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Obesity Rates Jump in 28 States, Report Shows

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posted on May, 21 2019 @ 08:03 PM
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a reply to: 38181

reading 'Labels' Is not worth spit

the food producers make Frankenfoods exclusively, there is a RARE alternative, non-Processed 'real food' that is hard-to-get or else too costly to buy as a staple food source...

the deck is stacked against those who desire wholesome foods... the FDA makes sure the franken-food Lobbyists prevail in stacking the shelves with Poison

fish used to be pretty much an end around tactic but the engineered Fukuishima 'Wormwood' action fixed that escape route...

read 'em & weep




posted on May, 21 2019 @ 08:33 PM
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originally posted by: ketsuko
I was at 190 a little over a year ago. Now I'm at 145 on my way down to around 140ish.

We cook most of our food from scratch. When we buy, we get the stuff with the fewest ingredients on the label and avoid sugar on the label.

Get a bit of exercise.

Drop soda.

Portion control! Even the healthiest stuff will make you fat if you don't control the amount you eat. So at that point, feeling full is about eating smart. Some stuff is healthy but not very filling.


I think those are two that people don't really have sink in well at all -- reading the nutrition label/ingredient lists, and then adjusting portions accordingly.

There's a TON of crap in mainstream & value packaged foods, and it does not take a lot of effort to compare products. Similarly, it does NOT take much effort to switch from National Brand A, loaded with the extras, to the version from Healthier Brand B, and accommodate a price increase with decreased shoveling of said food. Yes, you're paying more for less weight in the package (that's a whole 'nother bitch-fest, but rooted in costs of certifications and such) BUT, and I stress the "but", you're getting cleaner products in terms of less, or even no, fillers to pork you up further.

That's what counts.

Portions run a very close second here, if not outright tie the spot. Ours are SO horribly huge in the US. Over the years, we've cut down our portions dramatically in our house, from what I like to dub "American Standard", to Reasonable. Meaning, I don't eat a 10+ oz steak all to myself anymore, a one pound cut of rib eye or porterhouse reasonably feeds the 4 of us well, along with the veggie sides not soaked in butter. I stopped buttering everything but potatoes a long time ago, things like buttered green beans taste very heavy & unappealing to me now. Believe it or not, a very LIGHT amount of sea salt to taste gives them far better flavor than butter does.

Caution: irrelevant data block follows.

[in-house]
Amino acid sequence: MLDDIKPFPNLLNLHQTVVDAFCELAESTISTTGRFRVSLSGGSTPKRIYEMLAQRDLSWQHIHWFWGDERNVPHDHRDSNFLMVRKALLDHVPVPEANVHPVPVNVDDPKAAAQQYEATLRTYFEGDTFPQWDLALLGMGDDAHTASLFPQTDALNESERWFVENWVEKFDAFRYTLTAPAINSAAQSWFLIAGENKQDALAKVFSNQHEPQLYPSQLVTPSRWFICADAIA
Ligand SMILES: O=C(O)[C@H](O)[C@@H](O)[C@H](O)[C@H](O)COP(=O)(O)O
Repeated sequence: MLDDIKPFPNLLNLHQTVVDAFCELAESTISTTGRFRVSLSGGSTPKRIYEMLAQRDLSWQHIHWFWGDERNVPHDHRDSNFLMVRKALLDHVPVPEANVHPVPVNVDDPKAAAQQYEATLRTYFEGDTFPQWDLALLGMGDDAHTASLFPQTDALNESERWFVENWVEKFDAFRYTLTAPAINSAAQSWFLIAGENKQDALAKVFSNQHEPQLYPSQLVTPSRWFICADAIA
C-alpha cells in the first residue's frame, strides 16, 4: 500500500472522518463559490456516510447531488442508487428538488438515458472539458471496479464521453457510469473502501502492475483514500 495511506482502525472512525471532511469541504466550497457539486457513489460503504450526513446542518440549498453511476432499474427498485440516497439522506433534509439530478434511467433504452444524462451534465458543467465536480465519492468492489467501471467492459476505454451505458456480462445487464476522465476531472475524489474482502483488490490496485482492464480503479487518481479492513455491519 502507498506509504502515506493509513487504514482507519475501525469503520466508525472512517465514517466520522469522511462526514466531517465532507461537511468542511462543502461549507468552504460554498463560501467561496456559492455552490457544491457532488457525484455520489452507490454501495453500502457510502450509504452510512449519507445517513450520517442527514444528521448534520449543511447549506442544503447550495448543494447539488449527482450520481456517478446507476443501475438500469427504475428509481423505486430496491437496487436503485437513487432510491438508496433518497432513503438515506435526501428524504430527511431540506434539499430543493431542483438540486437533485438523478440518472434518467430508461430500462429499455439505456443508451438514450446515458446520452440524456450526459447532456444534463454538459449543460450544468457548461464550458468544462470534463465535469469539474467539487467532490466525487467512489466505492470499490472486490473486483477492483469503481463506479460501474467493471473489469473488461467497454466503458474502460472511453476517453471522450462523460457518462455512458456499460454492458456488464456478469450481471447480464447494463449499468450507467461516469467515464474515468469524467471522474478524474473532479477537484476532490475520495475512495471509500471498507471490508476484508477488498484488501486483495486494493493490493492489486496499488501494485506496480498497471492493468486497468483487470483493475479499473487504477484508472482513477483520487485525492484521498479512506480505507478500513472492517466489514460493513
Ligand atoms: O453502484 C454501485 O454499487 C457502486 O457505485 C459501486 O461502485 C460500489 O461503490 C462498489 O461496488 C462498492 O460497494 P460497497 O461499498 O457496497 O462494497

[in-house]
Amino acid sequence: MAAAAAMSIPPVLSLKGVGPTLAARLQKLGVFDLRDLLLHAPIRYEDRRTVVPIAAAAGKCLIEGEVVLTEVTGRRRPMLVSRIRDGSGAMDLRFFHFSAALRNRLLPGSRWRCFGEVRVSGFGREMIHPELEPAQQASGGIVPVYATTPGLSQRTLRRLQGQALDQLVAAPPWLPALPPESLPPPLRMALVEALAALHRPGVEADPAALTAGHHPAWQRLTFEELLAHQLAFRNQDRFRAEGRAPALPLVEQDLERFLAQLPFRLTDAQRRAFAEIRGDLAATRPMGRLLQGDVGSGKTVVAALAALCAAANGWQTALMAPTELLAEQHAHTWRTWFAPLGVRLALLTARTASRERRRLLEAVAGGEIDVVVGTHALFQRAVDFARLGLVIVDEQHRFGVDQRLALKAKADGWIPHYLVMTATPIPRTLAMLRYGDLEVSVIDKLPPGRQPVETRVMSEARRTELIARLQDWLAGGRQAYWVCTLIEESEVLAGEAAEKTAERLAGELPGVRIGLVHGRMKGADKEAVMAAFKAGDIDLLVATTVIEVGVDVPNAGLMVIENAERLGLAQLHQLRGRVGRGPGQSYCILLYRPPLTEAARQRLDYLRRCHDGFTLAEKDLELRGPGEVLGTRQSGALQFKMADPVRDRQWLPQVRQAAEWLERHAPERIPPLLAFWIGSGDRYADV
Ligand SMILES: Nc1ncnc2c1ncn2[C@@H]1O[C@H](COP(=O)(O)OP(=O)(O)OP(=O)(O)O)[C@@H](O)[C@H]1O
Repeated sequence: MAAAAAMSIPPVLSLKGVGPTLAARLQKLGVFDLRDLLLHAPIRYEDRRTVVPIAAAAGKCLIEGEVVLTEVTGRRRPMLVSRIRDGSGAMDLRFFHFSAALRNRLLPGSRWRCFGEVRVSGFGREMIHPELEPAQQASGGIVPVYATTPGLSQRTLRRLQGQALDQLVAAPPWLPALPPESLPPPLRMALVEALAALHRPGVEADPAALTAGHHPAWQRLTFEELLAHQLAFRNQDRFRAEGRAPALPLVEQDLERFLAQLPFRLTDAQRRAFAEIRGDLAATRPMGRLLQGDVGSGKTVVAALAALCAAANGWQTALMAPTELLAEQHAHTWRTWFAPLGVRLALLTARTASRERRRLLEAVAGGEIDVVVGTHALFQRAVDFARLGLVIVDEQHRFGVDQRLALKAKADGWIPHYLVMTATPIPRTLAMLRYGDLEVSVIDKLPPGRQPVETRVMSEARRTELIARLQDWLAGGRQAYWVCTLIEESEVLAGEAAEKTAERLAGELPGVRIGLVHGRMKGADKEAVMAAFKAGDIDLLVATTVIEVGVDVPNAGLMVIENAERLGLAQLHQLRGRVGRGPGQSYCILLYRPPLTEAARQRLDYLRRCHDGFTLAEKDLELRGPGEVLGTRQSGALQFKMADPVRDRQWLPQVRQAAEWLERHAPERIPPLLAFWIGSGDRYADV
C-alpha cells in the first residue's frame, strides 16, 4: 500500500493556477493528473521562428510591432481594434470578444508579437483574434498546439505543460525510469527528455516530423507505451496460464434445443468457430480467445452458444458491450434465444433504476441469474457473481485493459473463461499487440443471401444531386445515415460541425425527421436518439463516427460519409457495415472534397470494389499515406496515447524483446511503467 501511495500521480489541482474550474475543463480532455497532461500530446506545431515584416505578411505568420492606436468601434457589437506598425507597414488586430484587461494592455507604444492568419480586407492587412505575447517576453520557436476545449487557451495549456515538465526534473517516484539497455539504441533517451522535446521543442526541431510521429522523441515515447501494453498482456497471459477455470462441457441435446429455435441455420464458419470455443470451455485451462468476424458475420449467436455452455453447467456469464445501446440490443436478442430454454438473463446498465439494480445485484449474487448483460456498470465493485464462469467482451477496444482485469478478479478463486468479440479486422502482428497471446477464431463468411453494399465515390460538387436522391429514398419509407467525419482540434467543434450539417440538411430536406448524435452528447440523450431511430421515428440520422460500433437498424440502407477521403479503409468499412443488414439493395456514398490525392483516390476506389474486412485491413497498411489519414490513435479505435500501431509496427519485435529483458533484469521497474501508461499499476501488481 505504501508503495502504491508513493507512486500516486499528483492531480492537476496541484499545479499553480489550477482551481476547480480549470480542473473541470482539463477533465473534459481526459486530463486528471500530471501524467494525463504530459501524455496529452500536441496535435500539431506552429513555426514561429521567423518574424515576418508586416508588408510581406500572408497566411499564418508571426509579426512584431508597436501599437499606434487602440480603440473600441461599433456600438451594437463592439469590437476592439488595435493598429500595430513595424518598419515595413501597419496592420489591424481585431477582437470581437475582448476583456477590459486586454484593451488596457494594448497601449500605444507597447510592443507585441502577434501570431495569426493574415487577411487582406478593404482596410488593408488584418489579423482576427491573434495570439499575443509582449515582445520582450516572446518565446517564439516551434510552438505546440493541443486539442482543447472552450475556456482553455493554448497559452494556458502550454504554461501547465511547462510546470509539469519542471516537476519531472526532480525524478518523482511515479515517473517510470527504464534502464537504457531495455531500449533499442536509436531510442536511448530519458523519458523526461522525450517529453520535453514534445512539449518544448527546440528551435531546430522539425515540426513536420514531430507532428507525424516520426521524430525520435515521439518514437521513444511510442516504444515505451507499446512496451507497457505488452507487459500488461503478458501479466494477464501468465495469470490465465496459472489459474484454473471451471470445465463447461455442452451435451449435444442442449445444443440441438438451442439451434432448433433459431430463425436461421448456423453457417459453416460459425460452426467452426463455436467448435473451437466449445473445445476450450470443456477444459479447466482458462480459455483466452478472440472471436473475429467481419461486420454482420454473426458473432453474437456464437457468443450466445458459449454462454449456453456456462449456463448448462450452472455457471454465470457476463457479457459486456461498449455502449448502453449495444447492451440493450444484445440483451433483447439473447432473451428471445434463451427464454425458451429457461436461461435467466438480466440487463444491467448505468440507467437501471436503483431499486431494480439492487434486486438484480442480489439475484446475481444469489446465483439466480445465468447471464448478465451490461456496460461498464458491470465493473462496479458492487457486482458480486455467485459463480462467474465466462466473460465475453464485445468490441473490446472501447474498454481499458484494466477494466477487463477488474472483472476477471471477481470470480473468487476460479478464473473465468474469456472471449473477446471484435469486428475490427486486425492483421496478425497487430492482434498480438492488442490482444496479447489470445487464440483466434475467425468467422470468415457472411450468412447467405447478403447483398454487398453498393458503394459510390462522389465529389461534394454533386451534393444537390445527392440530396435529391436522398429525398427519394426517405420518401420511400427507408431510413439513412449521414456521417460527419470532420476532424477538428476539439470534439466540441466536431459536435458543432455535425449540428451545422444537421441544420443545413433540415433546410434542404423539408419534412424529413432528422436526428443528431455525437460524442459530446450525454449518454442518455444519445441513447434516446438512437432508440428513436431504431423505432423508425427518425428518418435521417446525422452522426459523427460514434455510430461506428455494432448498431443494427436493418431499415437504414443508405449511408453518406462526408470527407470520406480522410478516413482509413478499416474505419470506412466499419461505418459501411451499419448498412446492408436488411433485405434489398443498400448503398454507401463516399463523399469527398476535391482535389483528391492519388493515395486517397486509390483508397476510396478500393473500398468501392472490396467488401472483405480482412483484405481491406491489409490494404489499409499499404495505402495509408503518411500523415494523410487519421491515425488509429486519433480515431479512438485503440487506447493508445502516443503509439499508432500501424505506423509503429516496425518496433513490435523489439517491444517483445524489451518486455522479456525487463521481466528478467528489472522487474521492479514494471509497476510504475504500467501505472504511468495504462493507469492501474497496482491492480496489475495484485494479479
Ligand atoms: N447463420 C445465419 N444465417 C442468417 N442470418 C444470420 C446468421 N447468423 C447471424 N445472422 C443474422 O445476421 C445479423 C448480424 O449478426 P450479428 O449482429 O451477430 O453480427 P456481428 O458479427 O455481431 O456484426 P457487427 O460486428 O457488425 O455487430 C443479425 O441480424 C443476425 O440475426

The biggest issue in this country is those extremely simple changes are met with enormous resistance. "How can you call 4 ounces of rib eye a meal, you trying to starve people? How can you eat a vegetable without something on it! That's not food, I'm not eating that!" People are fat because they prefer the prepackaged stuff loaded with all the extras we don't need, and come hell or high water, will NOT cut their serving portions down. Gluttony or bust, it seems.

If you can manage to eat a piece of meat no bigger than or thicker than your palm (no fingers, just the palm) or a deck of playing cards, then that's a nutritionally adequate serving of meat. A big slab of carcass the size of the plate is not. If you're not going to try to weed out the worst of the prepackaged things, at least start with your intake amounts of meats. It really is not hard to do, and the payoff is worth it.



posted on May, 21 2019 @ 08:52 PM
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originally posted by: Jordan River
My bmi is 200. and I am 240. I'm happy where I am at. I work out, exercise, body building.


BMI is like 1950 data when men had little arms and legs and no chest or back. Today I'm at 275 6'5" and I could lose 30 pounds to be slim and trim at 60, but My BMI is still 32.6 obese. Doesn't help I have large muscles with a waist about 39 and when I was thin my waist in my 20s it was still 35.



posted on May, 21 2019 @ 08:52 PM
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It's a shame to see so many overweight children. They are in the prime of their life; more active than adults could ever hope to be (fat or skinny) and yet so many more kids seem to be over weight than when I was a kid.

I also think they demonstrate that it's a bit more complicated than portion control, ingredients, and exercise.

My daughters (9 and 6) are thin as a rail. Their two best friends (9 and 6) are overweight. I know for a fact that they all eat the same basic food and portions (I feed them all half the time) and they all engage in the same activities at the same intensity level. But again my two girls are thin as a rail while their seemingly equal friends are overweight. I am no paragon of healthy eating; me and the girls indulge unhealthy food more than we probably should. These girls and their mother aren't remarkable different than my family is.

There are two differences though; 1) we do not have the same ethnic background and 2) their parents are divorced.

Not quite sure how ethnic background would cause such a drastic difference. But the stress that comes from a broken home as an explanation for the difference is where I put my money.

I think that is what we need to address when it comes to the obesity epidemic in the US.



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